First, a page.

When Brigid Schulte slowed down, she found the time to pen Overwhelmed: Work, Love and Play When No One Has the Time.  Schulte shows how doing less can be freeing, and recommends this to anyone who truly wants to be a success.

    #8. Stop saying “I can’t.”

    be more productive

      Want to kick a habit or keep yourself from overeating? Don’t tell yourself “I can’t,” because it just sets you up for failure. Instead, replace “I can’t” with “I don’t.” For example, those who say they “don’t” do something actually do it in half the cases of those who say, “I can’t.” If you want to give up smoking, tell yourself you “don’t” smoke rather than you “can’t” smoke; you’ll find that you have a better chance of quitting.

      Exercise guru Joe English talks about the power of “I can” in this blog post on Running Advice. While Joe’s discussion of “I can” applies mainly to exercise and working out, he touches on some universal strategies all of us can use to be more productive. Rather than thinking, “I can’t do this” or “I don’t know if I can do this,” Joe says he thinks to himself, “You can and you will.” Changing the way you think about the obstacles in front of you can have a huge impact on your daily productivity.

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      9. Stop multitasking.

      It seems like multitasking is embraced in our culture as a “given,” but it isn’t exactly efficient. Researchers examined the skills of multitaskers and were shocked to discover that they didn’t do well on any of the tasks to which they were assigned. Focus on single tasks, and leave the multitasking to those who haven’t read this article yet. You’ll be in good company – the CBS Evening News started discouraging multitasking in their offices and had fascinating results.

      10. Stop being so negative.

      Are you someone for whom the glass is always half-empty… or just empty? While a little negativity can be understandable, a lot of it will only cramp your style and keep you from achieving your goals. According to scientists from Japan, when we think negative thoughts, we color our world with pessimism and make it harder to attain success.

      So start looking at the glass a different way and enjoy your newfound outlook on life, business and everything under the sun.As sales guru Zig Ziglar said: “Winners evaluate themselves in a positive manner and look for their strengths as they work to overcome weaknesses.”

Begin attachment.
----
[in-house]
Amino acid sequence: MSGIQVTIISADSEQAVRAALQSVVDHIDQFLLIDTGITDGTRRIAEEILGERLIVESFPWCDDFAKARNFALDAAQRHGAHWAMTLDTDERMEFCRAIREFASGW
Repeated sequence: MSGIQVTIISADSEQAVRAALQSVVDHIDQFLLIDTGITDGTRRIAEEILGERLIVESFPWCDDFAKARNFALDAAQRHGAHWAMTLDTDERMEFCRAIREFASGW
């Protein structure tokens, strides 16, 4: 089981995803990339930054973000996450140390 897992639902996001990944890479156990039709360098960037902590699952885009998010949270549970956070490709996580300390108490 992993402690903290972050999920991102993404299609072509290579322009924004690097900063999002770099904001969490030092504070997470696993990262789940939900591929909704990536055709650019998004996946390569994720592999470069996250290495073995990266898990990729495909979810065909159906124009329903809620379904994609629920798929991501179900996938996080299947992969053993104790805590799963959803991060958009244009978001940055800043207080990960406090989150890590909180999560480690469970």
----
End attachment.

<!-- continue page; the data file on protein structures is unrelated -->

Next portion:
As you can see, being productive means “stopping.” If that’s tough for you to do, just practice. Changing behaviors takes time. However, doing something for about 21 days usually makes it easier to continue with the routine. Make this day one, and in three weeks your productivity level should be much higher.

      Images by Wellington Sanipe and Tammy Strobel

      Featured photo credit: Lauren Hammond via flickr.com

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      Kayla Matthews

      Productivity and self-improvement blogger

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      Last Updated on November 12, 2018

      Do You Want to Know the Secret to Living a Fulfilling Life?

      Do You Want to Know the Secret to Living a Fulfilling Life?

      Don’t we all want to live a full, happy and satisfied life? For some of us, it need not be a long life as long as it’s been a fulfilling life of achievements, happiness and no regrets. But, how many of us actually go on to experience that entirely? It sometimes sounds more like a pipe dream–a fantasy rather than reality.

      And then you’ll also get comments from some, saying that this ‘fulfilling life’ is only possible if you’re so rich that you don’t have to care about working, paying the bills or providing for your family. While there is some truth to that, I’m happy to say that financial freedom isn’t the only answer to living a fulfilling life.

      Living a Fulfilling Life is Within Reach

      Anyone can pursue a life of fullness, and it all starts with the willingness to learn. How many years has it been since you last attended a class in school? If you’re well into your adult years as a working professional, chances are it’s been a while. Do you remember the times where you had to wake up for early morning lectures? Or the times where you were rushing through a paper or project? And, of course there were the endless exams that you had to cram for.

      As a young college student, I remember looking forward to the time when I would finally be done with school! No more homework, no more grades to worry about, no more stress! The learning was finally done and I could enter the working world.

      Not so much!

      Now that I’ve finally entered the working world, there are moments where I do wish to be a student again; it seemed less stressful then!

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      There is simply so much out there that I still need to learn and experience. Yet I find myself pressed for time. With family commitments, my business and my own social life to juggle, I’ve had to keep on finding for new ways to learn and absorb new information efficiently. Over the years, I’ve found that by learning new skills and knowledge, I was able to find answers and solutions to my problems, which allowed me to achieve a greater sense of fulfillment.